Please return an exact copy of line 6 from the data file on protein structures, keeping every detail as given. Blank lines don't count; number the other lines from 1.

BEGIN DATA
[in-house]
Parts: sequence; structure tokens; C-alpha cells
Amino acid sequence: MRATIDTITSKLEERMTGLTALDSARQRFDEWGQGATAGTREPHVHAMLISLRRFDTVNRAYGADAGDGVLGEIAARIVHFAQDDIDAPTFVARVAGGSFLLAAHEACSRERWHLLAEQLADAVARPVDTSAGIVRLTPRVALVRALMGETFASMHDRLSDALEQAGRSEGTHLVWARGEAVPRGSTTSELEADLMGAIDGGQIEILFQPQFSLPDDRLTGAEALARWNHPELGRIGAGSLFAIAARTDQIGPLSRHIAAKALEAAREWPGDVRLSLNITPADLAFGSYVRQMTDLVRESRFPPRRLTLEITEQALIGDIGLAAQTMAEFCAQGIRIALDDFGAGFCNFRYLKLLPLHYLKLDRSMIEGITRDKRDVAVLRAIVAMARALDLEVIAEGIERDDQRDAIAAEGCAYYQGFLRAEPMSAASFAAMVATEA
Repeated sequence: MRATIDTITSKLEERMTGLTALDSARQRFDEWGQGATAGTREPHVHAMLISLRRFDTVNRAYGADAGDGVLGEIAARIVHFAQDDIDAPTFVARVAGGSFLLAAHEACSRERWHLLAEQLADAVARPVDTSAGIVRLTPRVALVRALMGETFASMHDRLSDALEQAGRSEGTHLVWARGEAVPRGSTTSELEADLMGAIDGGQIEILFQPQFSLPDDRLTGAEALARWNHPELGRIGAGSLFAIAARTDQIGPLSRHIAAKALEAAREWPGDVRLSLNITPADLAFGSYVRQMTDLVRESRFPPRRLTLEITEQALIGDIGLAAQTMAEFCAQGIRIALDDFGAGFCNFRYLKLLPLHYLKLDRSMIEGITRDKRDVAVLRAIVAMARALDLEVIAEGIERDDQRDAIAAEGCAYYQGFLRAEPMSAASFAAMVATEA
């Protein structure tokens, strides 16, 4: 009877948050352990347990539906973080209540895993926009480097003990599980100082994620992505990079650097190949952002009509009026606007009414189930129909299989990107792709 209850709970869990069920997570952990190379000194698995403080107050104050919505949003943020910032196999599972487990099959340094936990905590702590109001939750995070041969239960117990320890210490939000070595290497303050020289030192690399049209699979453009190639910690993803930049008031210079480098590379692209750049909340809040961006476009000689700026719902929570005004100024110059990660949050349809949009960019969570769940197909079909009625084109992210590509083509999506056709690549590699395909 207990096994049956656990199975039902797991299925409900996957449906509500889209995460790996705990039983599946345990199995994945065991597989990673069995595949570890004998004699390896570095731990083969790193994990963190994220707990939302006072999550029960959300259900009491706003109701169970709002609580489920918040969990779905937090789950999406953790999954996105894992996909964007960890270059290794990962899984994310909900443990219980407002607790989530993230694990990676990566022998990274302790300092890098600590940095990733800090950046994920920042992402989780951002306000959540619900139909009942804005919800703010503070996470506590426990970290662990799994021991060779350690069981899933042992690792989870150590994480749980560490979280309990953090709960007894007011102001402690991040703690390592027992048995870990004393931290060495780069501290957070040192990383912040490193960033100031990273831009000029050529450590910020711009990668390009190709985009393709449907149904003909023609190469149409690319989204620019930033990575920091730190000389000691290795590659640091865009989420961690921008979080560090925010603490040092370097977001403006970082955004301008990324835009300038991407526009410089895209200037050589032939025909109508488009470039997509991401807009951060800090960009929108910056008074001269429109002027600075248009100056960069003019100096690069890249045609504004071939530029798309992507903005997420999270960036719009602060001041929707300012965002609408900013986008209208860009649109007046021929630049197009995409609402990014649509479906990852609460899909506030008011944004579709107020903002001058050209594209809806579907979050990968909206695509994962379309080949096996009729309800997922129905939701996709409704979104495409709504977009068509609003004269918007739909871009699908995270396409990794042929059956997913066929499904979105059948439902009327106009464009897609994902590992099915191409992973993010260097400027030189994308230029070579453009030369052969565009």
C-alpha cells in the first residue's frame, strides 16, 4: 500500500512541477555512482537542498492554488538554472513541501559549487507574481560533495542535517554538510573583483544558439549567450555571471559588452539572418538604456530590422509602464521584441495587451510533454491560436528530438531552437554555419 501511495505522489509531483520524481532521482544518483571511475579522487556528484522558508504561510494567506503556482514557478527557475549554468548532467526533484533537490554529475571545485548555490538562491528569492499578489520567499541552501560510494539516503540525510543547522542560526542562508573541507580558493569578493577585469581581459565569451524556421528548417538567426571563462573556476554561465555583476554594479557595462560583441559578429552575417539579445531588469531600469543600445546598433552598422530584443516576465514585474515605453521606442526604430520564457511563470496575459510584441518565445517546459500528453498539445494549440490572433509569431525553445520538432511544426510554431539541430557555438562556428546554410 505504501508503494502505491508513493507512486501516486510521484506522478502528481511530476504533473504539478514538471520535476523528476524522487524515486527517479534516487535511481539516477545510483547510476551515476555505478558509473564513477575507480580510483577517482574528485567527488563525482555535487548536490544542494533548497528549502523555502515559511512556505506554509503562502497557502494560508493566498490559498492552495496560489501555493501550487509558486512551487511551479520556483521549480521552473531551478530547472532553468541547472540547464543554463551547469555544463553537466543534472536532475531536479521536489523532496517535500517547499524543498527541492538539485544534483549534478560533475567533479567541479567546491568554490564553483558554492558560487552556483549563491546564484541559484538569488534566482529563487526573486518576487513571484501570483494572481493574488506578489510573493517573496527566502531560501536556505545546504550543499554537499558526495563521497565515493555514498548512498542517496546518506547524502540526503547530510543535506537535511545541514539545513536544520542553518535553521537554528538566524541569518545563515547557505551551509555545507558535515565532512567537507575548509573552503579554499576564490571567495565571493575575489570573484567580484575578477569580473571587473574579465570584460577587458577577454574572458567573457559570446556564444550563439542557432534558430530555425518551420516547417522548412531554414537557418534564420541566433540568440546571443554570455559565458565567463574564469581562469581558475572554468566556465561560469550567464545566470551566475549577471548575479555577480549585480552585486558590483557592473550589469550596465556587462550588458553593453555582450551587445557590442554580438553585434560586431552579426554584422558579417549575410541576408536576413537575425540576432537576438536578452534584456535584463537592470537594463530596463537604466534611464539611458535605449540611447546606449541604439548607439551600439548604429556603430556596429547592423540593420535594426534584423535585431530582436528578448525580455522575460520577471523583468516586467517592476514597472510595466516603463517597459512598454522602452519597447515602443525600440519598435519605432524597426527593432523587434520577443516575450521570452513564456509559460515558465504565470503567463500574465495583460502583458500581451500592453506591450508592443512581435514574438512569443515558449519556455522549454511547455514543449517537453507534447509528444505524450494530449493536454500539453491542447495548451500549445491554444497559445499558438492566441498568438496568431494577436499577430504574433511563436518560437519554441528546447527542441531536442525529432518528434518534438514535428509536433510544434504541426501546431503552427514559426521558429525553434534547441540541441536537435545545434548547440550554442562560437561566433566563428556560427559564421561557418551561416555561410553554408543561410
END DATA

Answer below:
C-alpha cells in the first residue's frame, strides 16, 4: 500500500512541477555512482537542498492554488538554472513541501559549487507574481560533495542535517554538510573583483544558439549567450555571471559588452539572418538604456530590422509602464521584441495587451510533454491560436528530438531552437554555419 501511495505522489509531483520524481532521482544518483571511475579522487556528484522558508504561510494567506503556482514557478527557475549554468548532467526533484533537490554529475571545485548555490538562491528569492499578489520567499541552501560510494539516503540525510543547522542560526542562508573541507580558493569578493577585469581581459565569451524556421528548417538567426571563462573556476554561465555583476554594479557595462560583441559578429552575417539579445531588469531600469543600445546598433552598422530584443516576465514585474515605453521606442526604430520564457511563470496575459510584441518565445517546459500528453498539445494549440490572433509569431525553445520538432511544426510554431539541430557555438562556428546554410 505504501508503494502505491508513493507512486501516486510521484506522478502528481511530476504533473504539478514538471520535476523528476524522487524515486527517479534516487535511481539516477545510483547510476551515476555505478558509473564513477575507480580510483577517482574528485567527488563525482555535487548536490544542494533548497528549502523555502515559511512556505506554509503562502497557502494560508493566498490559498492552495496560489501555493501550487509558486512551487511551479520556483521549480521552473531551478530547472532553468541547472540547464543554463551547469555544463553537466543534472536532475531536479521536489523532496517535500517547499524543498527541492538539485544534483549534478560533475567533479567541479567546491568554490564553483558554492558560487552556483549563491546564484541559484538569488534566482529563487526573486518576487513571484501570483494572481493574488506578489510573493517573496527566502531560501536556505545546504550543499554537499558526495563521497565515493555514498548512498542517496546518506547524502540526503547530510543535506537535511545541514539545513536544520542553518535553521537554528538566524541569518545563515547557505551551509555545507558535515565532512567537507575548509573552503579554499576564490571567495565571493575575489570573484567580484575578477569580473571587473574579465570584460577587458577577454574572458567573457559570446556564444550563439542557432534558430530555425518551420516547417522548412531554414537557418534564420541566433540568440546571443554570455559565458565567463574564469581562469581558475572554468566556465561560469550567464545566470551566475549577471548575479555577480549585480552585486558590483557592473550589469550596465556587462550588458553593453555582450551587445557590442554580438553585434560586431552579426554584422558579417549575410541576408536576413537575425540576432537576438536578452534584456535584463537592470537594463530596463537604466534611464539611458535605449540611447546606449541604439548607439551600439548604429556603430556596429547592423540593420535594426534584423535585431530582436528578448525580455522575460520577471523583468516586467517592476514597472510595466516603463517597459512598454522602452519597447515602443525600440519598435519605432524597426527593432523587434520577443516575450521570452513564456509559460515558465504565470503567463500574465495583460502583458500581451500592453506591450508592443512581435514574438512569443515558449519556455522549454511547455514543449517537453507534447509528444505524450494530449493536454500539453491542447495548451500549445491554444497559445499558438492566441498568438496568431494577436499577430504574433511563436518560437519554441528546447527542441531536442525529432518528434518534438514535428509536433510544434504541426501546431503552427514559426521558429525553434534547441540541441536537435545545434548547440550554442562560437561566433566563428556560427559564421561557418551561416555561410553554408543561410